by Ingredient

Christmas - A Partner to Milk, a Treat to Santa

Sometimes it’s easy to forget how delicious cookies are. Despite the moistness and chewiest, cookies are not as popular anymore.

For instance, look at television. One of the most well-liked commercials were the advertisements for Oreos. But all of a sudden, those timeless 30-second moments are now gone.

But the other day I was reminded of why the cookie is recognized as the perfect snack. Out of the blue, a friend of mine decided to bake cookies from scratch.

By filling the house with an intense, yet delicious aroma, I was attracted to the kitchen. To my surprise, white chocolate-almond cookies were stacked on a plate on the kitchen counter.

In no later than an hour, the baked treats disappeared due to the appetite of everyone in the house!

Now cookies have always been around for generations, but how was the snack first created? Have they been a delicacy for centuries? Or was some random baker inspired out of the blue? The answer is quite simple.

Cookies were actually made by accident. The very first cookies were just a form of testing an oven’s temperature.

Dutch bakers would use very small amounts of cake batter to test their oven temperatures before baking the actual cake. These test cakes were called “koekje”, which means “little cake” in Dutch.

Early American cookbooks also showed that the earlier versions of cookies were called "Tea Cakes". These tea cakes would normally be known now as “butter cookies”.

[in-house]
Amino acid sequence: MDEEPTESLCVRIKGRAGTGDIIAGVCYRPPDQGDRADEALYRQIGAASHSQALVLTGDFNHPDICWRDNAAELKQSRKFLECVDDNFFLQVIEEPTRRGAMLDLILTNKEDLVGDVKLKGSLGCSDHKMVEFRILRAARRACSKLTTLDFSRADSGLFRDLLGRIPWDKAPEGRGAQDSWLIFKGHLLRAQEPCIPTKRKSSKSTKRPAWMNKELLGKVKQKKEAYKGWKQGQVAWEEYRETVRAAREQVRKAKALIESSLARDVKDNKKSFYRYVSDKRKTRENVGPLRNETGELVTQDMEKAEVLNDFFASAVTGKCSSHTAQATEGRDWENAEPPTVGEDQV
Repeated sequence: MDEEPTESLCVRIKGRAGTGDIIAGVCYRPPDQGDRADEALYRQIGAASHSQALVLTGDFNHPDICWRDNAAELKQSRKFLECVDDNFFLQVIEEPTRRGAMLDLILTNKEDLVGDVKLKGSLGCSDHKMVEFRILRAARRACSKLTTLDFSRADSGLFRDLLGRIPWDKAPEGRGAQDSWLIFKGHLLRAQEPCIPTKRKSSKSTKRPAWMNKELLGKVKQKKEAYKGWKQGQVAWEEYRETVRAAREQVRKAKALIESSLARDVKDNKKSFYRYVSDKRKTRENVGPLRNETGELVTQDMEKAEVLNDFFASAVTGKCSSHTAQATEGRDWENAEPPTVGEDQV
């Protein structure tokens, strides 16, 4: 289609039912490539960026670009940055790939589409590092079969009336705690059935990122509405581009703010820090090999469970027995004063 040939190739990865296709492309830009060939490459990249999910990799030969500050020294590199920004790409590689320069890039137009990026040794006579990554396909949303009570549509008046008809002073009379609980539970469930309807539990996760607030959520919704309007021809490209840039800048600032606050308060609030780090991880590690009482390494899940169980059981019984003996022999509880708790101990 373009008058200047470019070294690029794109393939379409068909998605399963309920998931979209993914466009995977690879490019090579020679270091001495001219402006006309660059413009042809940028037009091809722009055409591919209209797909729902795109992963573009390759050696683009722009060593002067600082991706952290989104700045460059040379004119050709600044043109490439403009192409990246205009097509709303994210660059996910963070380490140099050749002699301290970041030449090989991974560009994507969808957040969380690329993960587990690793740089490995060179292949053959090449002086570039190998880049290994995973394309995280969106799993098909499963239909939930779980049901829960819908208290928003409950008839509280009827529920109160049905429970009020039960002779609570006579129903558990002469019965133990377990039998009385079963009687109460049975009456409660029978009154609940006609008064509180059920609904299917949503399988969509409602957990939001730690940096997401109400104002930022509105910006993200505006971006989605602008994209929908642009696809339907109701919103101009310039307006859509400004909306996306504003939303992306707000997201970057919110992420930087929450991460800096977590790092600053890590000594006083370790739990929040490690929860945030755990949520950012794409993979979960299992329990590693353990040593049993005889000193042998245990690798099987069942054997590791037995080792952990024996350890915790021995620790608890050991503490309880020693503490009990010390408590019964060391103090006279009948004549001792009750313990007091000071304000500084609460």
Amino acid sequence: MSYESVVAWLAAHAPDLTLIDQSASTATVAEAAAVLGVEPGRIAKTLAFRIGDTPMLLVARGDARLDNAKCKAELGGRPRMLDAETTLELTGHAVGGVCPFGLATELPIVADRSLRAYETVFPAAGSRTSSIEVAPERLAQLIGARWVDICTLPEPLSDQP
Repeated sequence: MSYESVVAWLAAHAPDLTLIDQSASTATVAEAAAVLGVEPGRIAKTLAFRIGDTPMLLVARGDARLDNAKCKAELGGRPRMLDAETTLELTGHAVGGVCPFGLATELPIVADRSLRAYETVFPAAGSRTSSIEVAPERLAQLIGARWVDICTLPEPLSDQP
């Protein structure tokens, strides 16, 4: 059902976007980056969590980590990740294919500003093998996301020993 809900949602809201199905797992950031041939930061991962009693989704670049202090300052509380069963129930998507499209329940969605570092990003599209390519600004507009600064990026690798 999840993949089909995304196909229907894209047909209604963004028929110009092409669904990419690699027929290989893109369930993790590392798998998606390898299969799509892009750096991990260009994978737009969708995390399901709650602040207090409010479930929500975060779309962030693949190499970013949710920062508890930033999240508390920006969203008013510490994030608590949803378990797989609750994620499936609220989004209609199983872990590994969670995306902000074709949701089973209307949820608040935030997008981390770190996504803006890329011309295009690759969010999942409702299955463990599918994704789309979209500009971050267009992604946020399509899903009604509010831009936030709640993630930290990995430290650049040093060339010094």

Back then, the English also called them biscuits. The Spanish called them “galletas”, the Germans called them “kels” and in Italy, the types of cookies there were known as “amaretti” and “biscotti”.

Every country also has their favourite type of cookie. In England, it’s the shortbread cookie. In France, the favourites are sables and macaroons while biscotto is the favourite in Italy.

The most popular cookie in North America is the chocolate chip cookie. Despite the different variations of cookies, the tasty treats with chocolate chips have lasted decades. An interesting fact is that the chocolate chip cookie was also made by accident.

A lady named Ruth Wakefield invented chocolate chip cookies at the Toll House Inn, which was run by her and her husband near Whitman, Massachusetts. One evening in 1937, she got the idea to make a chocolate butter cookie.

So she broke up one of the bars of semi-sweet chocolate that was given to her by a friend. She thought that it would mix together with the dough and produce pure chocolate cookies.

Needless to say, it didn't. However the cookies came out decent enough to be served, which they were. They of course were so good, they had to be done again. She then published the recipe in several newspapers, making the chocolate chip cookie very popular.

Wakefield then called her cookie, the Chocolate Crunch Cookie. She also struck a business deal with the company Nestle that allowed Nestle to put the recipe on their chocolate bar if they supplied her with free chocolate for her cookies at the Inn.

Nestle was so intrigued by the whole concept that they agreed to the deal. The popularity of the cookie then grew instantly and in 1939, the chocolate chips that we know today, were introduced.

When it comes to Christmas, leaving out cookies for Santa Claus has become a popular tradition. The act not only keeps the Christmas spirit alive, but it also excites children everywhere.

The reason may be because kids know that cookies are delicious and that Santa Claus will enjoy them. With a jolly Santa, they think more amazing gifts may be put under the tree.

So not only does the caring act put a smile on everyone’s face, but it will also remind people of how delicious cookies are.

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